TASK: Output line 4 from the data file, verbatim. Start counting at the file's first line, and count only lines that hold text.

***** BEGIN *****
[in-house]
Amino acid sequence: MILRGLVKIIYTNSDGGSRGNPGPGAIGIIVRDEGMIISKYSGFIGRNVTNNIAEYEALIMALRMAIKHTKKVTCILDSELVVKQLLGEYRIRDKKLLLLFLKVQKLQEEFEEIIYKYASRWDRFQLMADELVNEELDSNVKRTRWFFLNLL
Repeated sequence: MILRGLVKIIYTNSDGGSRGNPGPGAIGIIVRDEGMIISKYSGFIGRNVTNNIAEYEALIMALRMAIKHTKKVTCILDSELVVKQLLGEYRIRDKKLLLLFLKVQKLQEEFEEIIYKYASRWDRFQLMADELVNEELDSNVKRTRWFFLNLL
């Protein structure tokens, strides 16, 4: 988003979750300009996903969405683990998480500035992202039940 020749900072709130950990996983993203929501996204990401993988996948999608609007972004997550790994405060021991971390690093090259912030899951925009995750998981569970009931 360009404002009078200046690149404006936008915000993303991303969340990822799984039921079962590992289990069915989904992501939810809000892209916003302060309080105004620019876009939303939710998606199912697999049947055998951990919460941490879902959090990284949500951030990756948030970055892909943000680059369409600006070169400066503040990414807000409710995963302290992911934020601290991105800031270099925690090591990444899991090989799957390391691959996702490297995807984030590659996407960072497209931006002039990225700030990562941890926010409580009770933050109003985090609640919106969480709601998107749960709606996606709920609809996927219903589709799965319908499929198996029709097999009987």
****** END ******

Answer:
């Protein structure tokens, strides 16, 4: 988003979750300009996903969405683990998480500035992202039940 020749900072709130950990996983993203929501996204990401993988996948999608609007972004997550790994405060021991971390690093090259912030899951925009995750998981569970009931 360009404002009078200046690149404006936008915000993303991303969340990822799984039921079962590992289990069915989904992501939810809000892209916003302060309080105004620019876009939303939710998606199912697999049947055998951990919460941490879902959090990284949500951030990756948030970055892909943000680059369409600006070169400066503040990414807000409710995963302290992911934020601290991105800031270099925690090591990444899991090989799957390391691959996702490297995807984030590659996407960072497209931006002039990225700030990562941890926010409580009770933050109003985090609640919106969480709601998107749960709606996606709920609809996927219903589709799965319908499929198996029709097999009987």